Once you get over the silly artificial intelligence, there's plenty to enjoy. Every map is full of hidden passages and secret areas for you to explore. In fact, there are a lot of goodies scattered around, including pocket agendas that add background to the story and what’s going on in Panama City. The scavenger part of the game is super-satisfying, allowing you to master those touch controls and spend some time enjoying the futuristic industrial design in there. The collection of items feeds directly into the augmentation tree, allowing you to unlock super-hero abilities for Saxon. I guess you could tailor these to your taste so they have some effect in how you play the game. What I found very useful were the augmentations to move heavy objects, hacking expertise and the ability to see through walls. If you take the time to look around in garages and search in bins, the game is very generous to ever need to spend anything on in-app-purchases.

An episodic Square Enix winner

It all comes to an end after a five-hour playthrough if you don't go for the side quests or spend much time scavenging. This is perfect timing so you don't realise that all the missions consist in infiltrating an area to talk to someone or fetch an item to return it to the starting point. The effort put into bringing the whole game without cutting corners makes you forgive some of the compromises due to the restrictions of Apple's devices and the App Store. There are repetitive decoration elements; copy and pasted civilians, plus the models of secondary characters are very basic (and even cartoonish) compared with the protagonists. They went all the way to include a lot of cutscenes, but both the script and the voice acting is not quite right.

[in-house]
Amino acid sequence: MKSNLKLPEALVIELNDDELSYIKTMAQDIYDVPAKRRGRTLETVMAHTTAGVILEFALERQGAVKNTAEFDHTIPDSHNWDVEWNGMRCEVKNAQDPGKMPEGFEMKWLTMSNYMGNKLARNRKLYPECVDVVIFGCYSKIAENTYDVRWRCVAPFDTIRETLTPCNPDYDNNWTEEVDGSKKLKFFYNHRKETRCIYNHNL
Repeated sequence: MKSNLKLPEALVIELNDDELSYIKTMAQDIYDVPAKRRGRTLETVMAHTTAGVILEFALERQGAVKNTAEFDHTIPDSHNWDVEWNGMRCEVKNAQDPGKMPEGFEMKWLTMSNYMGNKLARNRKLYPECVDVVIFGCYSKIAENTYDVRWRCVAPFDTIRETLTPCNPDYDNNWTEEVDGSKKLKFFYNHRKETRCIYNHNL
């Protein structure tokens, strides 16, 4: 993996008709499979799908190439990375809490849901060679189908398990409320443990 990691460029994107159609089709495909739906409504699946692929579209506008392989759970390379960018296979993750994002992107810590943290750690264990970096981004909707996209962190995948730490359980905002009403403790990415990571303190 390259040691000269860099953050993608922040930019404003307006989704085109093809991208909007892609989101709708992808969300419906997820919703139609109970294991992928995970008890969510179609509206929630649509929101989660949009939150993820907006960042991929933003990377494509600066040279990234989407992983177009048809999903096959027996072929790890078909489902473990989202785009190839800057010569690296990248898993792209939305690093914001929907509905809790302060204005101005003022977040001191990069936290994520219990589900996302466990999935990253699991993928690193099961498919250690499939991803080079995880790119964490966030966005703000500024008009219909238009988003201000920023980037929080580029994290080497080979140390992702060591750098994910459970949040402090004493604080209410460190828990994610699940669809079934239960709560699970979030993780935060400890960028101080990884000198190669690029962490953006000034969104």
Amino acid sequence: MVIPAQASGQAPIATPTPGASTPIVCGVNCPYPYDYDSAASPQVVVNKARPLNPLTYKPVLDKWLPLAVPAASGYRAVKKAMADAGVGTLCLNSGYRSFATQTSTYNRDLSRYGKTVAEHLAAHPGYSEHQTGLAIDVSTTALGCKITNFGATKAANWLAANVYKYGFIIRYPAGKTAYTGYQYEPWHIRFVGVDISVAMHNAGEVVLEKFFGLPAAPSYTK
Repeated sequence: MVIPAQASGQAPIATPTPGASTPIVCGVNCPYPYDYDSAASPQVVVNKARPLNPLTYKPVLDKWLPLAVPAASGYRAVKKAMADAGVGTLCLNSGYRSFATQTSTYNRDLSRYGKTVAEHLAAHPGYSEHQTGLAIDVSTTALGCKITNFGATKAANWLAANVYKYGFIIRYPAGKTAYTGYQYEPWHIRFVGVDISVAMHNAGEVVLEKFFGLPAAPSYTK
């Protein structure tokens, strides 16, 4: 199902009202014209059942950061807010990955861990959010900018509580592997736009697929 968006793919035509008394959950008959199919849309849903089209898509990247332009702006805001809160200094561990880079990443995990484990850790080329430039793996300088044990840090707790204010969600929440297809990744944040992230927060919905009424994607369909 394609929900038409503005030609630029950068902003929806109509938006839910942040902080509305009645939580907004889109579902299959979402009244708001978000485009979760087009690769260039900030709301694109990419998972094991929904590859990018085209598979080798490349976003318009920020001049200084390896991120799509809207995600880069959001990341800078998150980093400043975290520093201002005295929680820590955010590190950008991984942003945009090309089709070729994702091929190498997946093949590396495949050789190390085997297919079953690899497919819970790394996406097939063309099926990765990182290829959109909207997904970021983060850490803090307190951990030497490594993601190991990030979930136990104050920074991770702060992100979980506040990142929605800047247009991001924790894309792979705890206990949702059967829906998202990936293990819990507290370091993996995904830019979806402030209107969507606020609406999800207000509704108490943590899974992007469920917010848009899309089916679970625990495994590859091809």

In the end, both console and mobile gamers are going to be happy about The Fall. The first will know that this is simply a short episodic game following a different plot with different characters at a different time. Mobile gamers will enjoy an App Store game that attempts to do a lot of things; and for most part, it does them very well. Those cyberpunk people unfamiliar with the series have a fantastic opportunity to immerse themselves in this new universe.

Whatever Deus Ex: The Fall wants to be is always going to be inferior to Human Revolution; didn't you know what already? The real highlight is bullish approach, bundling game with all the things that makes the rest of the series great. Apart from the dumb enemies and sticky cover mechanics, everything is terrific for a... mobile game?